This annual report describes FHFA's accomplishments, as well as challenges, the agency faced in meeting the strategic goals and objectives during the past fiscal year.
Read about the agency’s 2015 examinations of Fannie Mac, Freddie Mac and the Home Loan Bank System.
Submit comments and provide input on FHFA Rules Open for Comment by clicking on Rulemaking and Federal Register.
Goal: Help restore confidence, enhance capacity to fulfill mission, and mitigate systemic risk that contributed directly to instability in financial markets.
MAINTAIN foreclosure prevention activities and credit availability, REDUCE taxpayer risk, and BUILD a new single-family securitization infrastructure. Read more in the 2016 Scorecard and Conservatorships Strategic Plan.
Plans and Reports
FHFA experts provide reliable data, including all states, about activity in the U.S. mortgage market through its House Price Index, Refinance Report, Foreclosure Prevention Report, and Performance Report.
HARP - the Home Affordable Refinance Program was created by FHFA specifically to help homeowners current on their mortgage payments, but underwater on their mortgages.
FHFA economists and policy experts provide reliable research and policy analysis about critical topics impacting the nation’s housing finance sector.
Meet the experts...
Key Topics pages provide information about FHFA's work on a range of issues facing the nation and highlight the most relevant related news releases, reports, statements and web pages on the respective topics.
The Honorable Melvin L. Watt of Charlotte, NC sworn in on January 6th to a 5-year term as the first Senate-confirmed Director of FHFA.
Read more about Director Watt
On November 10, FHFA announced that it was expanding the Neighborhood Stabilization Initiative (NSI) to 18 additional metropolitan areas around the country. This NSI expansion is effective today, December 1. In these 18 new NSI areas, which are listed below, nonprofits and other community organizations now have the exclusive opportunity to buy foreclosed properties owned by Fannie Mae or Freddie Mac before those properties are listed for sale to the general public:
Foreclosed homes can sometimes remain vacant for months, or even years, which can have a negative impact on neighborhoods. The impact can be even worse when there are multiple foreclosed properties in a single community.
Some parts of the country have seen their housing market recover, but in other communities the number of foreclosed properties owned by financial institutions remains elevated. These markets present unique challenges such as steep home-price declines, high vacancy rates, and weak sales activity. To address this issue, FHFA worked with Fannie Mae and Freddie Mac to develop NSI to stabilize neighborhoods that continue to face challenges resulting from the housing downturn.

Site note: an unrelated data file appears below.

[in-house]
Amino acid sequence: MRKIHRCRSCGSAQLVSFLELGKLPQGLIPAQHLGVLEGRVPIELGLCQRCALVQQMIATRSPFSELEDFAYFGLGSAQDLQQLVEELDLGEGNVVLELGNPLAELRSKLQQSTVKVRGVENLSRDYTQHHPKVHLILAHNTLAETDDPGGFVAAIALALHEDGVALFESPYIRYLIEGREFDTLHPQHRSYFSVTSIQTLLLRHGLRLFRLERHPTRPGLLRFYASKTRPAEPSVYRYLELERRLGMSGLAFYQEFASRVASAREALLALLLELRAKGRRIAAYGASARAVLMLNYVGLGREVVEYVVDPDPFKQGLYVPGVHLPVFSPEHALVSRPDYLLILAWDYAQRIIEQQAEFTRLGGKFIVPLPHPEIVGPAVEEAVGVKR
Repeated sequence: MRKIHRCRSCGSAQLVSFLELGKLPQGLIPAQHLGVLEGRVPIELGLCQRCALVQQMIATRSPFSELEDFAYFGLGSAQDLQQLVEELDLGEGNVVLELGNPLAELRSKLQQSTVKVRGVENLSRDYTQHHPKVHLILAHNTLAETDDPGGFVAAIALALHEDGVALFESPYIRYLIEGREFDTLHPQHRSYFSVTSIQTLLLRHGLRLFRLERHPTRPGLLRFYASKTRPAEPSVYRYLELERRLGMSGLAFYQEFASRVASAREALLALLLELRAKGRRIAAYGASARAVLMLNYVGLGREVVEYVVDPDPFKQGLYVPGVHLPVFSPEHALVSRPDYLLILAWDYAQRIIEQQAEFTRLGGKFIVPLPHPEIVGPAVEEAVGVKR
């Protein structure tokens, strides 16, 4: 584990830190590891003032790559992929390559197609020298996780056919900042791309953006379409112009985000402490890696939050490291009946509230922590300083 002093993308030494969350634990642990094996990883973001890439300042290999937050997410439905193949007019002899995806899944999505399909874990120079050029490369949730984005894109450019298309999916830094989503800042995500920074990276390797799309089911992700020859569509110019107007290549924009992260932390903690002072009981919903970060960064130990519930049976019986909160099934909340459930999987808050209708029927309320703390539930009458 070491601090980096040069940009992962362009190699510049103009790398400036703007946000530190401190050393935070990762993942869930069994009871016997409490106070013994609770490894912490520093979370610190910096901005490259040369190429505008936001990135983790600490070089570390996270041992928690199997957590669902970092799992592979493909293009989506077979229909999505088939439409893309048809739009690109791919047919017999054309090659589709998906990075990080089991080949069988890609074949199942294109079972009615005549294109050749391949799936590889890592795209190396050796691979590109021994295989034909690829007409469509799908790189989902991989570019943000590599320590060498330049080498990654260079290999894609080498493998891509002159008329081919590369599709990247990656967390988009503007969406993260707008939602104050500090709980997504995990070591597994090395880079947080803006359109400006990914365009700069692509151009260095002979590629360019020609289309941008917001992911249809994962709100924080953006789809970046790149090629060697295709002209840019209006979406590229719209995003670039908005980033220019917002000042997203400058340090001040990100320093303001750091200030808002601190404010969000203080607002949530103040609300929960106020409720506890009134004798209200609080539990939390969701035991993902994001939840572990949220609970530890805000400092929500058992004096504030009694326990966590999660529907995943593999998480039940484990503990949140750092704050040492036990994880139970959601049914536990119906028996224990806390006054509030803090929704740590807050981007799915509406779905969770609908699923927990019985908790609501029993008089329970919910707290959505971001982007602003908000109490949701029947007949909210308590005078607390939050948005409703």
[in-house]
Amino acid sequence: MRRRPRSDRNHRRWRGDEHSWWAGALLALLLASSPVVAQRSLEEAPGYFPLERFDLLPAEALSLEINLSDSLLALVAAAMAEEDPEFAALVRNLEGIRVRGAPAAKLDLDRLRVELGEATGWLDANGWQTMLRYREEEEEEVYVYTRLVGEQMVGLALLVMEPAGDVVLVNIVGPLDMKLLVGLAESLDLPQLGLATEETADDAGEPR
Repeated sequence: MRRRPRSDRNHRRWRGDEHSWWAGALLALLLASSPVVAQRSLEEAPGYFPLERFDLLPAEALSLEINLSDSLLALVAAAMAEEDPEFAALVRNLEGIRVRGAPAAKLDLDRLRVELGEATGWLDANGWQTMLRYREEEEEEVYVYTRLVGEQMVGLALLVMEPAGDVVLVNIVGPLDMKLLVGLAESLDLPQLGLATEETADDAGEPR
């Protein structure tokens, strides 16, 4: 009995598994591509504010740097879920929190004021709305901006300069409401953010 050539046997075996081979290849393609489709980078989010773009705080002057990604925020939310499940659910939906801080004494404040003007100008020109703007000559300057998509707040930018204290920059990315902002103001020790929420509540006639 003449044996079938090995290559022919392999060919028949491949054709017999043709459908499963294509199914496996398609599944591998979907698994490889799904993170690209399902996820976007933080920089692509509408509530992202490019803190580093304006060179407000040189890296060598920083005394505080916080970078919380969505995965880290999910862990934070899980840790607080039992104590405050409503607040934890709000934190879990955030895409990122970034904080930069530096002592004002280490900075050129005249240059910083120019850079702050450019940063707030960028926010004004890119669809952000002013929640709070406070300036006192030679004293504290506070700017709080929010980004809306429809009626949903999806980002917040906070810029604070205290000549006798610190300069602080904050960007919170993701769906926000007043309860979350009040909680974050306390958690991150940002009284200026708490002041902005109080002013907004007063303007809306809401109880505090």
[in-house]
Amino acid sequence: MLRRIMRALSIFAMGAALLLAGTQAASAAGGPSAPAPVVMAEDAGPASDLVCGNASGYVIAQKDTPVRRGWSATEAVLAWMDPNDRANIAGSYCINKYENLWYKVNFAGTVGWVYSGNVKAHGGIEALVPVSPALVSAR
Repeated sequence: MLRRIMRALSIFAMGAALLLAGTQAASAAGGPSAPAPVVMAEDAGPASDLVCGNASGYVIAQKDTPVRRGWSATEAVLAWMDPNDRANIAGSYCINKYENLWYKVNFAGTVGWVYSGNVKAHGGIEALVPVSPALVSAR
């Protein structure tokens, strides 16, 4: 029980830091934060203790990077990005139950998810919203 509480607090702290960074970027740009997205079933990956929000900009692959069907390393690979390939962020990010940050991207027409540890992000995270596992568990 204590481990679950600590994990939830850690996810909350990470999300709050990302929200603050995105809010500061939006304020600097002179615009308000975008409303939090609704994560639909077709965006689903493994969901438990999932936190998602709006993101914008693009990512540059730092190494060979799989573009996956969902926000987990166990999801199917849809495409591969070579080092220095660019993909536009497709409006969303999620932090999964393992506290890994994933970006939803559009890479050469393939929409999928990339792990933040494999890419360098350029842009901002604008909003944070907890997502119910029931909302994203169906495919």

We started NSI as a pilot program last year in Detroit – one of the hardest hit cities in the country – and earlier this year expanded the pilot to Cook County, Illinois, covering Chicago and many of its suburbs. A central element of NSI is the partnership between Fannie Mae and Freddie Mac and the
National Community Stabilization Trust (NCST), a national nonprofit organization that is experienced in helping to stabilize distressed communities. NCST has ties to "boots on the ground" community organizations and we know that partnerships with local community buyers are critical to the success of programs like NSI.
How will NSI work? In the markets where we've expanded NSI, foreclosed homes that have not yet been listed for public sale will be presented to NCST-approved community buyers that will have the exclusive opportunity to evaluate and purchase them. The primary goal is to sell the homes to local organizations that can fix them up and bring them to market for people to live in again, either as owners or renters. Homes will be offered to these community buyers at prices that reflect savings on things like marketing, upkeep, utilities and taxes – costs Fannie Mae and Freddie Mac would have paid through the normal process of disposing of foreclosed homes. Faster sales to organizations that have a vested interest in helping stabilize their communities will provide support to the neighborhoods that need it most.
We know that the recovery in the housing sector has not been balanced. Home prices have increased in some neighborhoods but not in others. I've personally visited some distressed communities and believe NSI is a great way to address challenging housing markets in neighborhoods across the country.
Local organizations experienced in community stabilization are encouraged to contact NCST at
firstname.lastname@example.org to inquire about becoming qualified as a community buyer. For more information on NSI, check out the links to our
fact sheet and
Deputy Director of FHFA's Division of Housing Mission and Goals
© 2016 Federal Housing Finance Agency